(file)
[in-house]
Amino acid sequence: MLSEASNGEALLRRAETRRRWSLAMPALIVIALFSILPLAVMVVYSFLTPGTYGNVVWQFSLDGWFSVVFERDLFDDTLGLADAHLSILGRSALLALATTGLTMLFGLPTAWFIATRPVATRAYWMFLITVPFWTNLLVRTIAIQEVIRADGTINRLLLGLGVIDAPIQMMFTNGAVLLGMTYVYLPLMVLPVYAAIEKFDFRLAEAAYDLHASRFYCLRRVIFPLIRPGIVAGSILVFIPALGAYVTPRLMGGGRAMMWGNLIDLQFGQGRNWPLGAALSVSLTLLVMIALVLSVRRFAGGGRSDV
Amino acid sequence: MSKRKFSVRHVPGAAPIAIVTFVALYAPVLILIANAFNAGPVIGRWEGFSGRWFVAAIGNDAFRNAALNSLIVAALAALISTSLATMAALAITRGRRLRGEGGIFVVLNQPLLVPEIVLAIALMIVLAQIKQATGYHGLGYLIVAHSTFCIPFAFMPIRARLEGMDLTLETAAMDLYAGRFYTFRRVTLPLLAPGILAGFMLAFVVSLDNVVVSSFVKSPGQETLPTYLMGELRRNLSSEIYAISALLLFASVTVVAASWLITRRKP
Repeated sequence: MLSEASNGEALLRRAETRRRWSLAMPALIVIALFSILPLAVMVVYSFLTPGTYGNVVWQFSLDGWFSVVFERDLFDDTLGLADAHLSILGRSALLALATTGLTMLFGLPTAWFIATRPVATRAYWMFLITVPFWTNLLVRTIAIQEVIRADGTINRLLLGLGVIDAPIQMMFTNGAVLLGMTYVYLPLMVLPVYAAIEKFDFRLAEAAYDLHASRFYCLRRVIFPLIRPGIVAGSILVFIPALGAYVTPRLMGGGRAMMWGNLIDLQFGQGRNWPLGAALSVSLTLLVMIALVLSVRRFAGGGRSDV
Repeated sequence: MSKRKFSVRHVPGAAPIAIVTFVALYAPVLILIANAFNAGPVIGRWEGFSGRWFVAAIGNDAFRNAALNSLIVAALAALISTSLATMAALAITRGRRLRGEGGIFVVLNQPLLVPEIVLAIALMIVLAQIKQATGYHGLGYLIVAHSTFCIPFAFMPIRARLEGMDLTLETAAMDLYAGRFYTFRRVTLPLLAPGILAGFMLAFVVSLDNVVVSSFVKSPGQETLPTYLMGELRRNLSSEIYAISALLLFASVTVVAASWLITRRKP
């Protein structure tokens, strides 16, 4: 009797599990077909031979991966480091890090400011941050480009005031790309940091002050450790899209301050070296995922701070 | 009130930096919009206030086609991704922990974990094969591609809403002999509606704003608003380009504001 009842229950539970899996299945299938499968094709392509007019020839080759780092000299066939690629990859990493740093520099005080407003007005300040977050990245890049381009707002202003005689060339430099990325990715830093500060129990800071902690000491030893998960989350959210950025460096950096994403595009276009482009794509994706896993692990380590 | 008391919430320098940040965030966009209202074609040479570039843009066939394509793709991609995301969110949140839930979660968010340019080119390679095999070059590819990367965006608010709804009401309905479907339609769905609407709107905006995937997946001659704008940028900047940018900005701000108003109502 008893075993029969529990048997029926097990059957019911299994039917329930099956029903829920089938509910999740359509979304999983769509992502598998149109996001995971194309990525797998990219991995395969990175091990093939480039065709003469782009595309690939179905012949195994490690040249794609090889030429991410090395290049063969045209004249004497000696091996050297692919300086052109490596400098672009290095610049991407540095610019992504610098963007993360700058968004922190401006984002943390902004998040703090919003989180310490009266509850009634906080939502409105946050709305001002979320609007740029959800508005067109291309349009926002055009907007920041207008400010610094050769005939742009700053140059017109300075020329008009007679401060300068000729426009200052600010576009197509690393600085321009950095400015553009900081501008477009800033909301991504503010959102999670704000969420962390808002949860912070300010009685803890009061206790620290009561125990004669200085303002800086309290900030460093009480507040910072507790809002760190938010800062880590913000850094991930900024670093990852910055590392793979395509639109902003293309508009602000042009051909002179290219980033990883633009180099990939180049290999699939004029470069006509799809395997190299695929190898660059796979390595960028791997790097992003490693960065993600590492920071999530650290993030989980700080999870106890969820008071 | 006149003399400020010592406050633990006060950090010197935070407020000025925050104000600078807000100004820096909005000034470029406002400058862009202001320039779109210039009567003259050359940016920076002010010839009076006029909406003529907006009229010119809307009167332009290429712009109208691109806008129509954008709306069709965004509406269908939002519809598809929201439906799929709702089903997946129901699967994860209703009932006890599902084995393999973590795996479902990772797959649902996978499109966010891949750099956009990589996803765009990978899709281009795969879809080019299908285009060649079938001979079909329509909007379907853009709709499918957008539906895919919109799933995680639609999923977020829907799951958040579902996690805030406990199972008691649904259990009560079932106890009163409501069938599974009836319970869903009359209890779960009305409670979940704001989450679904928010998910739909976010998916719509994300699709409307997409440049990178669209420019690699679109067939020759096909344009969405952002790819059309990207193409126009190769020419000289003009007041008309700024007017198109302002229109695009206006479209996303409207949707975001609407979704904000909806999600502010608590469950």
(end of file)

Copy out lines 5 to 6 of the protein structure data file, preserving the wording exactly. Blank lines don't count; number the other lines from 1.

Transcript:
Repeated sequence: MSKRKFSVRHVPGAAPIAIVTFVALYAPVLILIANAFNAGPVIGRWEGFSGRWFVAAIGNDAFRNAALNSLIVAALAALISTSLATMAALAITRGRRLRGEGGIFVVLNQPLLVPEIVLAIALMIVLAQIKQATGYHGLGYLIVAHSTFCIPFAFMPIRARLEGMDLTLETAAMDLYAGRFYTFRRVTLPLLAPGILAGFMLAFVVSLDNVVVSSFVKSPGQETLPTYLMGELRRNLSSEIYAISALLLFASVTVVAASWLITRRKP
């Protein structure tokens, strides 16, 4: 009797599990077909031979991966480091890090400011941050480009005031790309940091002050450790899209301050070296995922701070 | 009130930096919009206030086609991704922990974990094969591609809403002999509606704003608003380009504001 009842229950539970899996299945299938499968094709392509007019020839080759780092000299066939690629990859990493740093520099005080407003007005300040977050990245890049381009707002202003005689060339430099990325990715830093500060129990800071902690000491030893998960989350959210950025460096950096994403595009276009482009794509994706896993692990380590 | 008391919430320098940040965030966009209202074609040479570039843009066939394509793709991609995301969110949140839930979660968010340019080119390679095999070059590819990367965006608010709804009401309905479907339609769905609407709107905006995937997946001659704008940028900047940018900005701000108003109502 008893075993029969529990048997029926097990059957019911299994039917329930099956029903829920089938509910999740359509979304999983769509992502598998149109996001995971194309990525797998990219991995395969990175091990093939480039065709003469782009595309690939179905012949195994490690040249794609090889030429991410090395290049063969045209004249004497000696091996050297692919300086052109490596400098672009290095610049991407540095610019992504610098963007993360700058968004922190401006984002943390902004998040703090919003989180310490009266509850009634906080939502409105946050709305001002979320609007740029959800508005067109291309349009926002055009907007920041207008400010610094050769005939742009700053140059017109300075020329008009007679401060300068000729426009200052600010576009197509690393600085321009950095400015553009900081501008477009800033909301991504503010959102999670704000969420962390808002949860912070300010009685803890009061206790620290009561125990004669200085303002800086309290900030460093009480507040910072507790809002760190938010800062880590913000850094991930900024670093990852910055590392793979395509639109902003293309508009602000042009051909002179290219980033990883633009180099990939180049290999699939004029470069006509799809395997190299695929190898660059796979390595960028791997790097992003490693960065993600590492920071999530650290993030989980700080999870106890969820008071 | 006149003399400020010592406050633990006060950090010197935070407020000025925050104000600078807000100004820096909005000034470029406002400058862009202001320039779109210039009567003259050359940016920076002010010839009076006029909406003529907006009229010119809307009167332009290429712009109208691109806008129509954008709306069709965004509406269908939002519809598809929201439906799929709702089903997946129901699967994860209703009932006890599902084995393999973590795996479902990772797959649902996978499109966010891949750099956009990589996803765009990978899709281009795969879809080019299908285009060649079938001979079909329509909007379907853009709709499918957008539906895919919109799933995680639609999923977020829907799951958040579902996690805030406990199972008691649904259990009560079932106890009163409501069938599974009836319970869903009359209890779960009305409670979940704001989450679904928010998910739909976010998916719509994300699709409307997409440049990178669209420019690699679109067939020759096909344009969405952002790819059309990207193409126009190769020419000289003009007041008309700024007017198109302002229109695009206006479209996303409207949707975001609407979704904000909806999600502010608590469950």